The new storage building of the world’s northernmost gin and whisky distillery looks at first glance as if boarded with old charred wooden planks. In reality, the barrel storage building has a raven-black pigmented, textured concrete façade. The façade, which was awarded the Finnish Concrete Architecture Prize, is colored with inorganic pigments carrying the Bayferrox brand from the Lanxess Specialty Chemicals Group. The stylish building was designed by Avanto Architects of Helsinki (Avanto Arkkitehdit Oy).
Challenging storage facilities
Barrel storage is not only a storage area, but part of the production process as well. Before whisky can be called whisky at all, the spirits must be stored in oak barrels for at least three years. Large storage capacities must accordingly first be made available, even if it cannot be estimated whether the product will sell well. The strict fire protection regulations for barrel storage facilities posed another challenge. Whisky is a liquid classified as inflammable. For that reason, the storage hall had to be sub-divided into five sections, each one of them provided with precisely monitored room climate. The individual areas are regulated to maintain suitable temperature and air humidity. The amount of ethanol that vaporizes in the air is monitored with utmost precision to prevent the danger of explosion.
The façade of the barrel storage building was inspired by the wooden barns typical of the region. The external wall structure consists of conventional 4.5 to 6 m x 3 m sandwich elements with an external reinforced-concrete shell 105 cm thick, stainless steel reinforcement, 150 mm polyurethane insulation and an 80-mm internal reinforced-concrete shell. As exposure classes, the planners had specified XC3/4 and XF1.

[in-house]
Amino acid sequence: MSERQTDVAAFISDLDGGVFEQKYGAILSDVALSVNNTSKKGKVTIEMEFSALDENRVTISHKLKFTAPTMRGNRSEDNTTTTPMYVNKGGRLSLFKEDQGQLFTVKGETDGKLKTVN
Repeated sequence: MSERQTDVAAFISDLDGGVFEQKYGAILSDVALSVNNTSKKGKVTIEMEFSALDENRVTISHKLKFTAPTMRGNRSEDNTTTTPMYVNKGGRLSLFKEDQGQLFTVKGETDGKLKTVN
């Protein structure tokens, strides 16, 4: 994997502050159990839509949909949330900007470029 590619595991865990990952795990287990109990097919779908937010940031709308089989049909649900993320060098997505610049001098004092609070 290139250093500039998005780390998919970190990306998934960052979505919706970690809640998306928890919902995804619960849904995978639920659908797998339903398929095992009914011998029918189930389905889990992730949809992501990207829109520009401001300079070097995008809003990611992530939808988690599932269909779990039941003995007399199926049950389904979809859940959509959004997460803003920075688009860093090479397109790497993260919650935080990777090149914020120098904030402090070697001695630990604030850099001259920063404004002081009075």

All loose material was removed from the barn planks and then reinforced with a resin coating, converted into a negative form and finally embedded into the form. The two different forms 1,500 mm x 4,500 mm in size, normal and/or turned upside down, create a pattern that is repeated every 6 meters. For production of the formliners, nearly 1,000 kg of epoxy resin were ordered from France.
Black concrete is the royal discipline
“Originally, the concrete elements were to be manufactured with colored concrete and later, at the construction site, finished with a darker shade,” reports Oliver Fleschenträger, Market Segment Manager for Construction in the Inorganic Pigments Division of Lanxess. “After a few castings, the deep black Lanxess Bayferrox 360 pigment was used with a dosing of 5 % pigment – in this way, no subsequent coatings needed to be applied.